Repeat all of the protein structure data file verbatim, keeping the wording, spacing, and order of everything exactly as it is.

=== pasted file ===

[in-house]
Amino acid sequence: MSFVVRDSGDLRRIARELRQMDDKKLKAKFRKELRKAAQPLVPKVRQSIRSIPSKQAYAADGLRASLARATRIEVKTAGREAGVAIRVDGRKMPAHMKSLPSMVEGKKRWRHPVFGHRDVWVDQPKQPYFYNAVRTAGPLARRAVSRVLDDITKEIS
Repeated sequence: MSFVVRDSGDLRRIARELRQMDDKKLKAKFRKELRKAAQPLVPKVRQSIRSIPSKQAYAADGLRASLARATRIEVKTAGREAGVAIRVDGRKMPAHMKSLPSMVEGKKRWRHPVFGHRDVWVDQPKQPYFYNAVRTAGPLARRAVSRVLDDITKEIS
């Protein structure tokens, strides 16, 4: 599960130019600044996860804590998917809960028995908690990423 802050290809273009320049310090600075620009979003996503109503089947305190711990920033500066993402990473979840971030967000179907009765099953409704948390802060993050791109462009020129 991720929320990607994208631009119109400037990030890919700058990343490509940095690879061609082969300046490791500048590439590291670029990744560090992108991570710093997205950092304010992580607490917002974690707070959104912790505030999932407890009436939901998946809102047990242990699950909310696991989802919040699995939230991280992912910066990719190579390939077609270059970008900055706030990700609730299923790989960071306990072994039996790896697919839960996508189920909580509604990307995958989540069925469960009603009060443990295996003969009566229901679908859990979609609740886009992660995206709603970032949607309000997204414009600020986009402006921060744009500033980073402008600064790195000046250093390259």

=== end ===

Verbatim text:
[in-house]
Amino acid sequence: MSFVVRDSGDLRRIARELRQMDDKKLKAKFRKELRKAAQPLVPKVRQSIRSIPSKQAYAADGLRASLARATRIEVKTAGREAGVAIRVDGRKMPAHMKSLPSMVEGKKRWRHPVFGHRDVWVDQPKQPYFYNAVRTAGPLARRAVSRVLDDITKEIS
Repeated sequence: MSFVVRDSGDLRRIARELRQMDDKKLKAKFRKELRKAAQPLVPKVRQSIRSIPSKQAYAADGLRASLARATRIEVKTAGREAGVAIRVDGRKMPAHMKSLPSMVEGKKRWRHPVFGHRDVWVDQPKQPYFYNAVRTAGPLARRAVSRVLDDITKEIS
């Protein structure tokens, strides 16, 4: 599960130019600044996860804590998917809960028995908690990423 802050290809273009320049310090600075620009979003996503109503089947305190711990920033500066993402990473979840971030967000179907009765099953409704948390802060993050791109462009020129 991720929320990607994208631009119109400037990030890919700058990343490509940095690879061609082969300046490791500048590439590291670029990744560090992108991570710093997205950092304010992580607490917002974690707070959104912790505030999932407890009436939901998946809102047990242990699950909310696991989802919040699995939230991280992912910066990719190579390939077609270059970008900055706030990700609730299923790989960071306990072994039996790896697919839960996508189920909580509604990307995958989540069925469960009603009060443990295996003969009566229901679908859990979609609740886009992660995206709603970032949607309000997204414009600020986009402006921060744009500033980073402008600064790195000046250093390259």